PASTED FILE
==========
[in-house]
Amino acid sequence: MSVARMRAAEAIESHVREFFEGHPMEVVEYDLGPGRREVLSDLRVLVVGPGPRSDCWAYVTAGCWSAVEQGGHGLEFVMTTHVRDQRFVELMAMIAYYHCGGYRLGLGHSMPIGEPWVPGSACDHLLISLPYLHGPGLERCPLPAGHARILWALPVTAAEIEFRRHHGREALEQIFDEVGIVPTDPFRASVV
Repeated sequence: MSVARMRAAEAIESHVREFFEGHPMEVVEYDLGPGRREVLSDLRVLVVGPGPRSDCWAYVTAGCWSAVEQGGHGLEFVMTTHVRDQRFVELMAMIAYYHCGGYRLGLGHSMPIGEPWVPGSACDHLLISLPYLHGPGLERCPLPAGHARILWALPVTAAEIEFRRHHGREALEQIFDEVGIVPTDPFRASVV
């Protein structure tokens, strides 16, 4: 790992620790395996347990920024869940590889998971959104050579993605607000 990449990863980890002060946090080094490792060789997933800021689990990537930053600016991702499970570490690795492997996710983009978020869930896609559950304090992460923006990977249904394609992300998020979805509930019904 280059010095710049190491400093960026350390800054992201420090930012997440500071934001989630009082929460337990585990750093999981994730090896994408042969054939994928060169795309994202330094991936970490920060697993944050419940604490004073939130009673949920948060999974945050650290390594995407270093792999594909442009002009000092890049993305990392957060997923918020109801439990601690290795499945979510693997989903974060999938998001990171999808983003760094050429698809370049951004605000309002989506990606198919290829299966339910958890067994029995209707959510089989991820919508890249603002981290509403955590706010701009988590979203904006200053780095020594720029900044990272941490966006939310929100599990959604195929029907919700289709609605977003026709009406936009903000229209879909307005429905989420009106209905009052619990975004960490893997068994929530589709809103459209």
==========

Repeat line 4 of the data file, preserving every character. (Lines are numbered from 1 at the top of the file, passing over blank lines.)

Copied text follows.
């Protein structure tokens, strides 16, 4: 790992620790395996347990920024869940590889998971959104050579993605607000 990449990863980890002060946090080094490792060789997933800021689990990537930053600016991702499970570490690795492997996710983009978020869930896609559950304090992460923006990977249904394609992300998020979805509930019904 280059010095710049190491400093960026350390800054992201420090930012997440500071934001989630009082929460337990585990750093999981994730090896994408042969054939994928060169795309994202330094991936970490920060697993944050419940604490004073939130009673949920948060999974945050650290390594995407270093792999594909442009002009000092890049993305990392957060997923918020109801439990601690290795499945979510693997989903974060999938998001990171999808983003760094050429698809370049951004605000309002989506990606198919290829299966339910958890067994029995209707959510089989991820919508890249603002981290509403955590706010701009988590979203904006200053780095020594720029900044990272941490966006939310929100599990959604195929029907919700289709609605977003026709009406936009903000229209879909307005429905989420009106209905009052619990975004960490893997068994929530589709809103459209």